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Donelan dismisses reports of huge cut to fees

Image: David Woolfall [CC BY 3.0], via Wikimedia Commons

Universities minister ‘busts the myth’ that fee cap will be slashed to £7,500

The universities minister has poured cold water on suggestions that the government is set to reduce undergraduate fees in England from £9,250 to £7,500.

Media reports in recent weeks have said the government will reduce the maximum universities can charge—and which most do charge—in line with recommendations made by Philip Augar’s review of post-18 education funding.

But, speaking at the GuildHE Spring Conference, Michelle Donelan said these stories had not come from her department.

“There have been a few media stories about a potential fee cut as of the last few weeks. I just wanted to bust this myth—this is a media story, and we haven’t made any such announcement,” Donelan said.

Donelan did not rule out a fee cut, but said, “We aren’t consulting on this, we’ve always said that we will respond to the rest of Augar in full with the spending review, which we anticipate to be in the autumn. So this is, just at the moment, an idea and a story that has not been issued by a government.”

‘Free speech across the spectrum’

Elsewhere in her address, Donelan clarified remarks she made earlier this month, which appeared to suggest Holocaust deniers looking to speak on university campuses would be protected by new legislation being introduced with the aim of bolstering free speech.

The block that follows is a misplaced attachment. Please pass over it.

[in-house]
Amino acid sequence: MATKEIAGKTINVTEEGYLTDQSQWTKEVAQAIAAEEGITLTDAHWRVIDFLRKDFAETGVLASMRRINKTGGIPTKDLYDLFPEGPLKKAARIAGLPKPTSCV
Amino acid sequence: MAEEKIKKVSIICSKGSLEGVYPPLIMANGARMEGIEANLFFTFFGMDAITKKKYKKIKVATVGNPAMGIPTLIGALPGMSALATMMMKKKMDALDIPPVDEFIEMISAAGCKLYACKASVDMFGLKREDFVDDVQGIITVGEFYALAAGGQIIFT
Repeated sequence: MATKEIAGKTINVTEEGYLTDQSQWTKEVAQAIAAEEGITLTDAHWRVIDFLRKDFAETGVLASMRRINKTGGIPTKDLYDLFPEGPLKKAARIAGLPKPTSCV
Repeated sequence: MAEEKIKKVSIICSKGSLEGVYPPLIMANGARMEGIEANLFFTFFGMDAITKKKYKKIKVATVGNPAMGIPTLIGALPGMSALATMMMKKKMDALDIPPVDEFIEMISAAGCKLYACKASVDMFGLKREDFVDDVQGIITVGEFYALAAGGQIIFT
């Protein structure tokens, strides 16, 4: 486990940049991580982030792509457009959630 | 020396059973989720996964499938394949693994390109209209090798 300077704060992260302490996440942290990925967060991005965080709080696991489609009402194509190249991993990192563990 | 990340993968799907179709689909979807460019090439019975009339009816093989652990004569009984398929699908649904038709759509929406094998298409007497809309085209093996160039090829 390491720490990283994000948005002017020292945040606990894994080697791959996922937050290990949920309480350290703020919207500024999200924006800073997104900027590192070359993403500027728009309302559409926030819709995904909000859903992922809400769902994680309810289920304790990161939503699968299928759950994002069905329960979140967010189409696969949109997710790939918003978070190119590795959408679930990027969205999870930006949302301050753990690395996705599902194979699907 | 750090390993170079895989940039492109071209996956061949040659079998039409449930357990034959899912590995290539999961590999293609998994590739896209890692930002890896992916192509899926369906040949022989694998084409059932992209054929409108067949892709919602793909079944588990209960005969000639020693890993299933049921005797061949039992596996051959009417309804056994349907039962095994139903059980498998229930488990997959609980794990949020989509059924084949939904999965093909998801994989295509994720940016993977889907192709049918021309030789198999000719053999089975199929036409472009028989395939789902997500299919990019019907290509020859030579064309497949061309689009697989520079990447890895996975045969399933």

Speaking on BBC Radio 4 on 12 May, the minister said the free speech bill sought to “ensure that we protect and we promote free speech that is lawful, any free speech”, and agreed that Holocaust denial was not illegal in the UK.

Speaking on 27 May at the GuildHE conference, Donelan said she wanted to be “crystal clear” that the bill was about “protecting free speech across the political spectrum”, and “about creating a place where academics and students alike can challenge and test received wisdoms”. 

“It is also about making sure universities live up to their world-class reputation as places where free exchange of ideas can flourish for the benefit of society, because nobody benefits from closing down debate,” she added. 

“But I also want to be equally clear that the right to free speech is not an absolute right. It does not, and must never include the right to harass others, or to incite violence or to incite terrorism.”

She added that the bill requires universities to take “reasonably practical steps” to secure free speech, and does not override universities’ existing duties under the Equality Act regarding unlawful discrimination and harassment.

Bill ‘not a right to a platform’

Research Professional News asked Donelan how universities should respond if a Holocaust denier were set to speak on campus. Is it a choice between no-platforming the individual and potentially paying them compensation, or allowing them to speak?

“Absolutely no,” Donelan said. “Universities will not be placed in a position where they are asked to protect a Holocaust denier. The free speech bill is not a right to a platform, it does not mean that a university has to invite such a speaker at all—and I would argue that no university should be inviting a Holocaust denier, because it is such an extreme and dangerous viewpoint.”

She added that antisemitism is “absolutely abhorrent and has no place…in any part of our society and in any university”.

It has yet to be confirmed how the bill, which is currently going through parliament, will make allowances for speech that is legal, but not protected by the legislation.